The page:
Study of Public Organizations (3)
This course covers such topics as public sector organization
theory and behavior at the micro and macro levels, networking, and interorganizational relations.
Decision Making and Policy Analysis (3)
Logic, form, use, and critical assessment of decision making and policy analysis in public administration. Development of a practical yet critical perspective on policy analysis and its role in public administrative decision making and behavior.
Governance and Politics (3)
This course covers such topics as bureaucratic politics,
democratic theory, and public sector
Performance Improvement in Public Administration (3)
Assessment and improvement of organizational performance. Topics include the specification of goals and objectives; the identification of outputs and outcomes; and impact analysis, including unintended consequences of public programs. Emphasis is placed on management improvement strategies.
Government Budgeting and Resources Acquisition (3)
This course addresses the macro and micro aspects of budgeting and finance from both the normative and descriptive views in the fields of public management, political science, and economics.
Administrative Law (3)
Administrative aspects of law making and interpretation, with particular attention to the relevant functions of public agencies. Emphasizes contemporary issues of the workplace, of products, and of environmental standards. Examines due-process rights within many contexts, rights, and responsibilities toward anyone in a public or quasipublic role, and personal responsibilities as professionals.
Quantitative Methods I (3)
Addresses basic issues in research design and then reviews basic statistics concepts as a stepping-stone for linear regression analysis. The major part of the course will be devoted to multiple regression analysis. Theoretical derivation of multiple regression results, inference and interpretation of explanatory variables, model diagnostics, and other related issues will be covered. As more advanced models, two-stage least square model (2SLS) and limited dependent model (Logit and Probit) will be introduced.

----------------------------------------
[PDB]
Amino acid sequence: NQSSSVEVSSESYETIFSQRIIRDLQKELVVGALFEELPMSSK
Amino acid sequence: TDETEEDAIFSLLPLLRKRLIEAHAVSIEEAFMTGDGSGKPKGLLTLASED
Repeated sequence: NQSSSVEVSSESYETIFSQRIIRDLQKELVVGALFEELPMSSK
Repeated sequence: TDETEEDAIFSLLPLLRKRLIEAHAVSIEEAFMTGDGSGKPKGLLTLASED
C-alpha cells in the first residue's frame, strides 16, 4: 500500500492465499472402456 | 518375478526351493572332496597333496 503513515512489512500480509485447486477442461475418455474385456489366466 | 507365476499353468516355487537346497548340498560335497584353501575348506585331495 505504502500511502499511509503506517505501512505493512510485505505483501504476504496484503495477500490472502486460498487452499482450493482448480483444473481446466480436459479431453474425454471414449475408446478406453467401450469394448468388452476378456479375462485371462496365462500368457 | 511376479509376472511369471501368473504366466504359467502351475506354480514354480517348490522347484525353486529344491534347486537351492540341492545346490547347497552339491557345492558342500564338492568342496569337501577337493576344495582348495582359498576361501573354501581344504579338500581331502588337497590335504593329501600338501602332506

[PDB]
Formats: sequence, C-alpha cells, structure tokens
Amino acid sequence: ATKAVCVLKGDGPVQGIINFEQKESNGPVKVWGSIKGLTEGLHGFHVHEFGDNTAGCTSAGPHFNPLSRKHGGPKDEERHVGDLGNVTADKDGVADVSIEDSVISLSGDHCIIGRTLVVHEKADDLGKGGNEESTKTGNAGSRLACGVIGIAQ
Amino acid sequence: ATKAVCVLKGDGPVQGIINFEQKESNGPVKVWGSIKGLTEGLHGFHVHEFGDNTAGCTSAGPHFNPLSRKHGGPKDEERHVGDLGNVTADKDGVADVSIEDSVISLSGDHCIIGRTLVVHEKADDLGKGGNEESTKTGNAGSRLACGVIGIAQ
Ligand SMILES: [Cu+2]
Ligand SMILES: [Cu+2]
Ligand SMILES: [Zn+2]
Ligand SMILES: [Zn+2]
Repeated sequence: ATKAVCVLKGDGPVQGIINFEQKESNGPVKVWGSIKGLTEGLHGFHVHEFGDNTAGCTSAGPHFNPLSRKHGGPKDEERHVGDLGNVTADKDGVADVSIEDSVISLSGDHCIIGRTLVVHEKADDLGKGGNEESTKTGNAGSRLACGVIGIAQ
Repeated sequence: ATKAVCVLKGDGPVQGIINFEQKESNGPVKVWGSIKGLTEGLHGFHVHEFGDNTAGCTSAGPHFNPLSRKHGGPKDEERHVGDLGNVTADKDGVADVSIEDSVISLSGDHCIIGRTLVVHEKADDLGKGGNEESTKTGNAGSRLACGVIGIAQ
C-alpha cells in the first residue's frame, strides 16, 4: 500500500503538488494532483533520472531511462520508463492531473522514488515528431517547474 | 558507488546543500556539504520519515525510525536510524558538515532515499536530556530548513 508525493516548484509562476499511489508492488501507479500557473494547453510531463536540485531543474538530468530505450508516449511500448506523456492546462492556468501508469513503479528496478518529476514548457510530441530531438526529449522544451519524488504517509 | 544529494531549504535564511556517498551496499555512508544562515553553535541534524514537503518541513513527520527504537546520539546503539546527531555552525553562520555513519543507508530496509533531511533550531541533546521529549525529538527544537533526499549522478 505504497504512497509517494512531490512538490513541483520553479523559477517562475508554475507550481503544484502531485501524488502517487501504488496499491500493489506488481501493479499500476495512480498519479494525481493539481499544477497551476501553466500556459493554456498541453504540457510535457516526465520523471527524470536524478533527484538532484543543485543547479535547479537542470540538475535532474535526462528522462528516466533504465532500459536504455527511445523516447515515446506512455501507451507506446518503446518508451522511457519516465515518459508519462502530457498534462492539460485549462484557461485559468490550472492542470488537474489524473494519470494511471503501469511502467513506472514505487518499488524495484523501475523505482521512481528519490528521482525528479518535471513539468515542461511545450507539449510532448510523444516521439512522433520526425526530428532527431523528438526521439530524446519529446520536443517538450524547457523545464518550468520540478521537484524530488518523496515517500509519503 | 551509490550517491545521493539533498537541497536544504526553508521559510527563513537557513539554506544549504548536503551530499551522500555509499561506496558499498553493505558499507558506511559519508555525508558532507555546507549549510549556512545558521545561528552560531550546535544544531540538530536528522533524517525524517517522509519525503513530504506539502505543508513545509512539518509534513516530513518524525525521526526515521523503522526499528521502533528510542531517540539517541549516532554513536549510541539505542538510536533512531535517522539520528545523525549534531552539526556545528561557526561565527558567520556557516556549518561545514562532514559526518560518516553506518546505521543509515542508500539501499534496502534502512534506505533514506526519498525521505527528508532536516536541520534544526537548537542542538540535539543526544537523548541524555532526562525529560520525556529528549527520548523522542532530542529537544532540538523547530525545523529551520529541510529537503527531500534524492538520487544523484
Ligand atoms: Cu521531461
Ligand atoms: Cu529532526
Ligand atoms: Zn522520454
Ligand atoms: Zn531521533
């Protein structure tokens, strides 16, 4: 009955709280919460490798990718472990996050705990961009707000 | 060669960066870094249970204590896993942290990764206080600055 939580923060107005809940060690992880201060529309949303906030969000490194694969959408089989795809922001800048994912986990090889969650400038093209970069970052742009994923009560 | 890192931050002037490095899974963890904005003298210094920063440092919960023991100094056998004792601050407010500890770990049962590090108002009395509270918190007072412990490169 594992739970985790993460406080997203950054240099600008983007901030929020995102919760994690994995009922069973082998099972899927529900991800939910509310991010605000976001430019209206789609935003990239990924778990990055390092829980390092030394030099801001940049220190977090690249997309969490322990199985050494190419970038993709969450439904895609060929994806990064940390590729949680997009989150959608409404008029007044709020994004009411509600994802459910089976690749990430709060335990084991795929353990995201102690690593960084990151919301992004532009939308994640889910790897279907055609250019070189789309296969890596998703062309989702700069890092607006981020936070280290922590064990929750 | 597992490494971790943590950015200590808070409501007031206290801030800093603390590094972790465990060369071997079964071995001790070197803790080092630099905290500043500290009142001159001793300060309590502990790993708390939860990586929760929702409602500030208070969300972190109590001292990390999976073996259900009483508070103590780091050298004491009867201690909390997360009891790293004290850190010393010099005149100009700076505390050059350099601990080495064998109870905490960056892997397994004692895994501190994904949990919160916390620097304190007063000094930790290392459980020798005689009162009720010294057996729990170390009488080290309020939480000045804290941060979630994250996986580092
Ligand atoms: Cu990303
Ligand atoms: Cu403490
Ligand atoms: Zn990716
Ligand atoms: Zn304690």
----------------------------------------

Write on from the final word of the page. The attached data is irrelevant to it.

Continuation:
Quantitative Methods II (3)
Surveys various types of statistical techniques
necessary for public administration type research. The statistical techniques that will be covered
in the course include limited dependent variable models, panel data analysis, factor
and path analysis, and structural equation models. Students are welcome to
bring any topic they are interested in and/or is necessary for their dissertation.
The primary and major goal of this course is to provide an opportunity for
students to evaluate published articles in terms of quantitative methods and
thereby encourage them to make their own quantitative research proposal.
Qualitative Methods I (3)
The purpose of this course is to introduce doctoral students
to the philosophy and methods of qualitative research. Through an examination of the evolution of
qualitative methods, the various forms of qualitative research, and the ways to
conduct qualitative inquiry, students will receive a foundation in qualitative
research. Also a focus of the seminar
will be mixed-methods research, survey development (open and close-ended
questions), and research design. Students
will develop qualitative research protocols, which will be implemented during
the Qualitative Methods II course.